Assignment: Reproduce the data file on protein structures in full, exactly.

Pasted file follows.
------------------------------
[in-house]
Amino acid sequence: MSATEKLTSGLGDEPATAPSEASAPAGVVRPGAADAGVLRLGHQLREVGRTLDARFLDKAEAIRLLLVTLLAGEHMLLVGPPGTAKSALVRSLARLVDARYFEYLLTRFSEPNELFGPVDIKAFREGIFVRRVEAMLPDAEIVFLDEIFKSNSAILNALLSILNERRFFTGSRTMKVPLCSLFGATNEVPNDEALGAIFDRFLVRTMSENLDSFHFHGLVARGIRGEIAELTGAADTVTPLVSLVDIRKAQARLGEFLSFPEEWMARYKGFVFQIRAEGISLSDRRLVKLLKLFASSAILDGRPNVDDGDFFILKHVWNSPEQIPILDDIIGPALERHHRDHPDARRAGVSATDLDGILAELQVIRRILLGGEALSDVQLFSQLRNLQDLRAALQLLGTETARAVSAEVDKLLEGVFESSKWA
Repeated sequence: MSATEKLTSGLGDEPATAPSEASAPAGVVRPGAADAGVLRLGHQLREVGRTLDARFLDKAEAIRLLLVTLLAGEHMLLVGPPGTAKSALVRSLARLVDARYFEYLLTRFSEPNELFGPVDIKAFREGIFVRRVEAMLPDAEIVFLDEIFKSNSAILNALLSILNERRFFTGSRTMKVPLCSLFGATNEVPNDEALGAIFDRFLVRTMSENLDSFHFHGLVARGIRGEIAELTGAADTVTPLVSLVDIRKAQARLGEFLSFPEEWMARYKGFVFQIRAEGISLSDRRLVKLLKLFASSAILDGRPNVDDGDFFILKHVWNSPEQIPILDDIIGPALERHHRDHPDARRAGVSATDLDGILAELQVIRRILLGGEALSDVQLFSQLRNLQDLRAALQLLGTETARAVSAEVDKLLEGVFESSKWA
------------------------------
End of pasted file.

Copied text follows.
[in-house]
Amino acid sequence: MSATEKLTSGLGDEPATAPSEASAPAGVVRPGAADAGVLRLGHQLREVGRTLDARFLDKAEAIRLLLVTLLAGEHMLLVGPPGTAKSALVRSLARLVDARYFEYLLTRFSEPNELFGPVDIKAFREGIFVRRVEAMLPDAEIVFLDEIFKSNSAILNALLSILNERRFFTGSRTMKVPLCSLFGATNEVPNDEALGAIFDRFLVRTMSENLDSFHFHGLVARGIRGEIAELTGAADTVTPLVSLVDIRKAQARLGEFLSFPEEWMARYKGFVFQIRAEGISLSDRRLVKLLKLFASSAILDGRPNVDDGDFFILKHVWNSPEQIPILDDIIGPALERHHRDHPDARRAGVSATDLDGILAELQVIRRILLGGEALSDVQLFSQLRNLQDLRAALQLLGTETARAVSAEVDKLLEGVFESSKWA
Repeated sequence: MSATEKLTSGLGDEPATAPSEASAPAGVVRPGAADAGVLRLGHQLREVGRTLDARFLDKAEAIRLLLVTLLAGEHMLLVGPPGTAKSALVRSLARLVDARYFEYLLTRFSEPNELFGPVDIKAFREGIFVRRVEAMLPDAEIVFLDEIFKSNSAILNALLSILNERRFFTGSRTMKVPLCSLFGATNEVPNDEALGAIFDRFLVRTMSENLDSFHFHGLVARGIRGEIAELTGAADTVTPLVSLVDIRKAQARLGEFLSFPEEWMARYKGFVFQIRAEGISLSDRRLVKLLKLFASSAILDGRPNVDDGDFFILKHVWNSPEQIPILDDIIGPALERHHRDHPDARRAGVSATDLDGILAELQVIRRILLGGEALSDVQLFSQLRNLQDLRAALQLLGTETARAVSAEVDKLLEGVFESSKWA